THE BLOG

Do Pink Ribbons Cause Cancer?

09/29/2016 03:54pm ET | Updated December 6, 2017
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I have a confession.

I used to be ignorant about the "Cancer Loophole." I thought that if a product was on the store shelf, that meant it was safe. I naively believed that if a product contained dangerous, toxic ingredients - ingredients that could cause cancer - that the product would be banned.

But I've learned something over the past five years while making a documentary: companies don't need to disclose whether a product contains chemicals that cause cancer or disrupt hormones - even chemicals that could interfere with a child's growth, or cause reproductive problems. Even pink ribbon products, which are ubiquitous during Breast Cancer Awareness Month, might contain carcinogens. That's right: the product you are buying because you think a portion of the proceeds go to "cure" cancer might contain chemicals that could "cause" cancer.

When I found out about this outrageous Cancer Loophole, I was angry because it hit so close to home.

Seven years ago, my wife Heather died of cancer. Our daughters were 2 and 5 at the time.

Heather was the one who conscientiously watched over the products that came into our home. Now, it is up to me to keep my girls healthy. That was a promise I made to Heather, and I am doing my best to honor that promise.

At first, I didn't understand why a company would make a product that was toxic. Why would anyone do that?

Then I learned why: it is cheap to use toxic petrochemicals, and expensive to reformulate products so they aren't toxic. Removing a carcinogen or hormone disruptor from a shampoo, or fragrance, or pajamas, or lipstick, or laundry detergent, and replacing it with a safer chemical is expensive. "Too expensive," say the manufacturers, and so far, our federal government hasn't found a way to force them to take out the toxins.

While in Europe, nearly 1,400 chemicals that cause cancer and birth defects and disrupt hormones are banned from consumer products. In America, we restrict only 11 ingredients. That's right: 1,400 in Europe and 11 in the U.S. In fact, for this reason most multinational corporations sell different versions of their products in the U.S. and in Europe. The American version is cheaper to make and has higher profit margins.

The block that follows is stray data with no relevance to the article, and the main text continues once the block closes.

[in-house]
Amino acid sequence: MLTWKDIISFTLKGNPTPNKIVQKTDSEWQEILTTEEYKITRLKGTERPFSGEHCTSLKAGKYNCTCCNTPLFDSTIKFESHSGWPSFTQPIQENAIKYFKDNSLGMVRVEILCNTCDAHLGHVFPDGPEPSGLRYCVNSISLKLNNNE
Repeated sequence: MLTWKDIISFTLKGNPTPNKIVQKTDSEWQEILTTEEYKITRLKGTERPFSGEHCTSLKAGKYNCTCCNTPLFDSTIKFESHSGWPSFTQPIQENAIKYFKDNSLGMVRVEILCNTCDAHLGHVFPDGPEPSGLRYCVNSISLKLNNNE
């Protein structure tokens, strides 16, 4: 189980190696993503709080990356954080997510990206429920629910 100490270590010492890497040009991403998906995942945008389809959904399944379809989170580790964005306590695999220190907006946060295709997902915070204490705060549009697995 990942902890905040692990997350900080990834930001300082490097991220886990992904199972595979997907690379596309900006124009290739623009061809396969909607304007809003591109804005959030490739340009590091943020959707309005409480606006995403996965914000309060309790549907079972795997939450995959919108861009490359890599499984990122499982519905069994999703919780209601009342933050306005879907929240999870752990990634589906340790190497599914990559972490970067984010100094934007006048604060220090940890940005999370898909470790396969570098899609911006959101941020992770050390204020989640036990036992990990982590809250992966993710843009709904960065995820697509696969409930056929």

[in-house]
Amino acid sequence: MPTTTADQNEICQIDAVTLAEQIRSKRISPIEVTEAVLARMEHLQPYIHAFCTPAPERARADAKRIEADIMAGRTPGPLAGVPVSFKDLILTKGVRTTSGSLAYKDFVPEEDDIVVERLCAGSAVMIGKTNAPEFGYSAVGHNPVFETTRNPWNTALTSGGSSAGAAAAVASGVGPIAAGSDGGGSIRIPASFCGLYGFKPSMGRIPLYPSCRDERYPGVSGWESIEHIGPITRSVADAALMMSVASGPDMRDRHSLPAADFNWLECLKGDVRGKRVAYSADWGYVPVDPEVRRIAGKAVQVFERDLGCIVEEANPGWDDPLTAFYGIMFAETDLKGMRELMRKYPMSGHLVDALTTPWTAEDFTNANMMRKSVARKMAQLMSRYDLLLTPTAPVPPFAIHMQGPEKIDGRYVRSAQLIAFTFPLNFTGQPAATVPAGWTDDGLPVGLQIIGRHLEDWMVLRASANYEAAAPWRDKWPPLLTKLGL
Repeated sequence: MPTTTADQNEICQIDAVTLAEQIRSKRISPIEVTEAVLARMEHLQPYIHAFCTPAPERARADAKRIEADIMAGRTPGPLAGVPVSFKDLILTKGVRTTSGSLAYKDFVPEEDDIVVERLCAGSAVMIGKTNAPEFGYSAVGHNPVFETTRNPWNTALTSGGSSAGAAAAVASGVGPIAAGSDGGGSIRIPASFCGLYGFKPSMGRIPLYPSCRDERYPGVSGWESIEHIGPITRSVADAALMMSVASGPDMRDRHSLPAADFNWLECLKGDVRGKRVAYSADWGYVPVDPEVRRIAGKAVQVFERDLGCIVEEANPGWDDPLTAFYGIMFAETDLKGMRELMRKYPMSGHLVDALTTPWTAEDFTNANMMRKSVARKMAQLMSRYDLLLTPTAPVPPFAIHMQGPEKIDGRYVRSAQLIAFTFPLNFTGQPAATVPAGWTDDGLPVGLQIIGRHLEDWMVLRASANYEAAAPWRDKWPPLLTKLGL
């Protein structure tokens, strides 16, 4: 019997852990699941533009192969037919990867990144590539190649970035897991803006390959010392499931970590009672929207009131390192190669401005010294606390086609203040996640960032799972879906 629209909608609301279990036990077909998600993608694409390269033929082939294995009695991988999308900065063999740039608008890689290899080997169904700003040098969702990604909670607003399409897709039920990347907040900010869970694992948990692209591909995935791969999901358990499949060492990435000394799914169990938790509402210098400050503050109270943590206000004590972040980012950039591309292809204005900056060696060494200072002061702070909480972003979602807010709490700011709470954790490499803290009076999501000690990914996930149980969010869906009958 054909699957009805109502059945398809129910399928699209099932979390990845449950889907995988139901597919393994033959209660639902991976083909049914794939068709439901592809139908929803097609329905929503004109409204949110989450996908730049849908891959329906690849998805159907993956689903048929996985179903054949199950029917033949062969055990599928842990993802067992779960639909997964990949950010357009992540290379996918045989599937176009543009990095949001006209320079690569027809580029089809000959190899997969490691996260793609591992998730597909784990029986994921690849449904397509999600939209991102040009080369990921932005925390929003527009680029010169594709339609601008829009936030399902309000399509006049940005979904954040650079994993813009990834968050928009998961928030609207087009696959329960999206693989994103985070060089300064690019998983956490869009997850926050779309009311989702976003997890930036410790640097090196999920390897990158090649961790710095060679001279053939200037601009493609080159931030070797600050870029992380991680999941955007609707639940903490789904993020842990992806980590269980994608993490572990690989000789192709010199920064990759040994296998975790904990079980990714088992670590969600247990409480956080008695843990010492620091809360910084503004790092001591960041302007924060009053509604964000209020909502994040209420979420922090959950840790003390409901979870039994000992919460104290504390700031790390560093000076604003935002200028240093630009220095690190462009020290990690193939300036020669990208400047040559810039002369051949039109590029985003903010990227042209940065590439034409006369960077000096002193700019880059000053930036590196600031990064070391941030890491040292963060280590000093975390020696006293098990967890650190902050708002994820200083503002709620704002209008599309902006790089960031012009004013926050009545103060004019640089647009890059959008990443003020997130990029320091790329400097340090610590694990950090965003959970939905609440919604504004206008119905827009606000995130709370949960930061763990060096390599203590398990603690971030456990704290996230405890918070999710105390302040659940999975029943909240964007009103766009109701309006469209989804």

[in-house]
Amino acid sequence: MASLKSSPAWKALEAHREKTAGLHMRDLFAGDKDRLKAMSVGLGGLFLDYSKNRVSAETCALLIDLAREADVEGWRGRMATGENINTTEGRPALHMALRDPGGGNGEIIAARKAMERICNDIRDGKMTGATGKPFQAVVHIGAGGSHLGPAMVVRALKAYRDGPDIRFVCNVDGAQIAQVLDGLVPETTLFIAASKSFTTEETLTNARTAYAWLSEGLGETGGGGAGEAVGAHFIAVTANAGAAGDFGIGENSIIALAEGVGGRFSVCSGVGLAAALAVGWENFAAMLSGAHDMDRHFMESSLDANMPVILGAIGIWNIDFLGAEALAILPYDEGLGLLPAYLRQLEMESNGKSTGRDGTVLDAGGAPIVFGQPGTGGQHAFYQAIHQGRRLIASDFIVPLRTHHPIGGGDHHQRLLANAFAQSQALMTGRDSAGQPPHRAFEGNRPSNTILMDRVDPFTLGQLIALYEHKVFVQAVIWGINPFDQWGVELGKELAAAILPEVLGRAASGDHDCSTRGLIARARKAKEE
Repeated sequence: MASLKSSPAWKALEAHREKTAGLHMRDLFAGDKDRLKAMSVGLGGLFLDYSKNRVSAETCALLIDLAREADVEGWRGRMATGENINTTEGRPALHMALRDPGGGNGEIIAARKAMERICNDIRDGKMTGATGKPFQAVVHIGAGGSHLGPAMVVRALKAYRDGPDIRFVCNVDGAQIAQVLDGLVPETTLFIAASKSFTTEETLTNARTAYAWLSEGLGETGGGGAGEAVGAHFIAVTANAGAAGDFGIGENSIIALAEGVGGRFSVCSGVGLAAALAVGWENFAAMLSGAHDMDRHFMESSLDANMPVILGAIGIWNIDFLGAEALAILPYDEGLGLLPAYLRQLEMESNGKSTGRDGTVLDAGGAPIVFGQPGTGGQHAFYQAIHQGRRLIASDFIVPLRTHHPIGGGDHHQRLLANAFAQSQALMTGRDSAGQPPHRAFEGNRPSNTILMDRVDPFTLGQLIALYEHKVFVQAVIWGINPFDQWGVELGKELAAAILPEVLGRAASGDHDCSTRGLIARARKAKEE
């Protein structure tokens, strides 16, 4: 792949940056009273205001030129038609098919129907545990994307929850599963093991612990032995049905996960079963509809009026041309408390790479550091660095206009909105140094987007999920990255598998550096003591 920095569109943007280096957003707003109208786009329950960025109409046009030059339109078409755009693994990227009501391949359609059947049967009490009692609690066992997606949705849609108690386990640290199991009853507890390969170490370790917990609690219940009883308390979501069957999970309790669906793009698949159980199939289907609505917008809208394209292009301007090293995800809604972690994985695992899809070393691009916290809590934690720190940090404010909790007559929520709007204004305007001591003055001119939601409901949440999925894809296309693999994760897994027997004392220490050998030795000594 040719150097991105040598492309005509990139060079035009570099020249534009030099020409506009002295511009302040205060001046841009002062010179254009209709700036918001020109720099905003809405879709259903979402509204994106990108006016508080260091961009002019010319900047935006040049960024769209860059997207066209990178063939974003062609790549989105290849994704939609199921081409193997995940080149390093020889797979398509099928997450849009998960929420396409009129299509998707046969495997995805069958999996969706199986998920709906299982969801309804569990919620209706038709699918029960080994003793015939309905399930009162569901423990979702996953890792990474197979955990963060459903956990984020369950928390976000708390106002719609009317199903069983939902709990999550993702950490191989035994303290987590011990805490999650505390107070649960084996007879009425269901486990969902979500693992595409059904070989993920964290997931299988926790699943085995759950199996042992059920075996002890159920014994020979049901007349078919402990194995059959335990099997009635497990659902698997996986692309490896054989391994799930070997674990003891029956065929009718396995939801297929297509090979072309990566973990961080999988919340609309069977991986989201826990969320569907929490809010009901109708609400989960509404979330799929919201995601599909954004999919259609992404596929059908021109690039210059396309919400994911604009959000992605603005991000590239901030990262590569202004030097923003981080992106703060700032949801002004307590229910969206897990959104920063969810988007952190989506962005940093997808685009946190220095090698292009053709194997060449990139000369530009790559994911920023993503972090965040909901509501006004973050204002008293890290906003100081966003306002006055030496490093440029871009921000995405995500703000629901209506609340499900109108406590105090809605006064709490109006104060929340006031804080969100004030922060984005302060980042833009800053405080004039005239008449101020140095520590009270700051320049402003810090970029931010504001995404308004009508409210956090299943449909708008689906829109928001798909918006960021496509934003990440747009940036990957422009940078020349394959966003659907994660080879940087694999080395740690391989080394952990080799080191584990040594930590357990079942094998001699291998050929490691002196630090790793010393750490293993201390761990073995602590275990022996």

To make matters worse, companies don't have to disclose dangerous chemicals on product labels. Why don't companies want us to know all the ingredients that go into their products? The answer is simple: they're afraid of losing a sale. If you knew there were toxic chemicals in something you bought every day, you would stop buying it.

And that's why I made a documentary called "Stink!", because no one should be ignorant about the Cancer Loophole. I mean, can we all agree that American consumers should have the right to choose whether they want to be exposed to chemicals that cause cancer, or birth defects, or reproductive harm? Apparently not.

Our elected officials need to hear from the public on this right now. Our voices are being drowned out by a very powerful industry and its lobbyists, both in Congress and in our statehouses. And only a groundswell of public anger will bring about a change in the law, so that we can get the most toxic chemicals off the market and out of our products, and get all ingredients disclosed on product labels.

So, as we enter International Breast National Cancer Awareness Month, I leave you with this: Congress needs to close the Cancer Loophole. If Congress passed a law that made companies disclose all carcinogens on product labels, we would have more informed consumers, safer products, and most importantly: less cancer.

To honor Breast Cancer Awareness Month, the award-winning documentary "Stink!" will be free to the public for the entire month of October 2016 on its website, StinkMovie.com.

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